Terrific article about the decline of duckpin bowling by the incomparable Dan Barry. I had no idea things had gotten so bad:
Her sport is so yesterday that whenever another duckpin alley closes, the remaining alley owners descend like predatory relatives to cart off the mechanical parts of duckpin setting machines that have not been made in two generations.
That’s partly because the guy who invented the machine refused to sell to Brunswick, but that’s another story.
What fascinates me, though, is what’s happening to alleys themselves. I wish they were more popular, but I’m one to talk: I used to bowl (tenpins) regularly, but I think I’ve been twice in the last five years. (I imagine my 160 average would be somewhat lower these days. I’ll blame my knees.) I hadn’t even thought about duckpins in awhile. Given the struggles of tenpin bowling, I guess I shouldn’t be surprised that it’s also fading.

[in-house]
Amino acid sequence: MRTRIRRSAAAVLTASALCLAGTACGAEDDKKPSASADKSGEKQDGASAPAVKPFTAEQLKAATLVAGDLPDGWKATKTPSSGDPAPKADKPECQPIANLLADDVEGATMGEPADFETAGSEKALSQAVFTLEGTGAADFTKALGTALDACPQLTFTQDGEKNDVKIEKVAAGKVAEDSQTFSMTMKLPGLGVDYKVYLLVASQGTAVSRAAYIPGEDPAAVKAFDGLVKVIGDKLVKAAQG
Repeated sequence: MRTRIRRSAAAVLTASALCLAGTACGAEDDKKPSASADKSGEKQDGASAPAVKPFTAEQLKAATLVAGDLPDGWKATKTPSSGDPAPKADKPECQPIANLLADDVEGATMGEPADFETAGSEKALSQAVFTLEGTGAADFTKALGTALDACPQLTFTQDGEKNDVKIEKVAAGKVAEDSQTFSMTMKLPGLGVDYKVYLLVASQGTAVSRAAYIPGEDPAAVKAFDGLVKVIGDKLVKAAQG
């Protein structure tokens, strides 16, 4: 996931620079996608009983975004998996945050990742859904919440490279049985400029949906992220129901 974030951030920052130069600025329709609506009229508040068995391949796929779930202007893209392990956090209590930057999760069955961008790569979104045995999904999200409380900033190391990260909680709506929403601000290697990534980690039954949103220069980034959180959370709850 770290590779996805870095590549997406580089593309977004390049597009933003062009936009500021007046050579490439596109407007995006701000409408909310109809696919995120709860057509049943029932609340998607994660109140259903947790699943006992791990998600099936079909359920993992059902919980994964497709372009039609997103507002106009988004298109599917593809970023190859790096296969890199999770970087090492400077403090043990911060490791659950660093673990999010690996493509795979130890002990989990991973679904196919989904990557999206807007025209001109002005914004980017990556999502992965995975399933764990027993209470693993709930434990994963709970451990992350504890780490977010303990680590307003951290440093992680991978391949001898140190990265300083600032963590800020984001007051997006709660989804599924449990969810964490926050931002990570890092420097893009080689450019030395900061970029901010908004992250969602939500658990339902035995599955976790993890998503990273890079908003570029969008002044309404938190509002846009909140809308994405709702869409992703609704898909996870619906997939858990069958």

I hope it holds on, though. I’ve been duckpin bowling twice and candlepin bowling once — I want to say all in Canada, though one of the duckpin games may have been in the States. (I’m sorry I never got to go to the alley my grandfather owned in Saint John, N.B.) Both forms are far more challenging than tenpin bowling; as Barry notes, there’s never been a perfect 300 game in duckpins, and there hasn’t been in candlepins, either. Both tend to lull you in because the ball can fit in an adult hand — it’s maybe a bit larger than a Skee-ball — and how hard can it be to fling it down the lane and knock everything down? Pretty hard, it turns out.
Anyway, it’s a great piece. Nice photographs, too.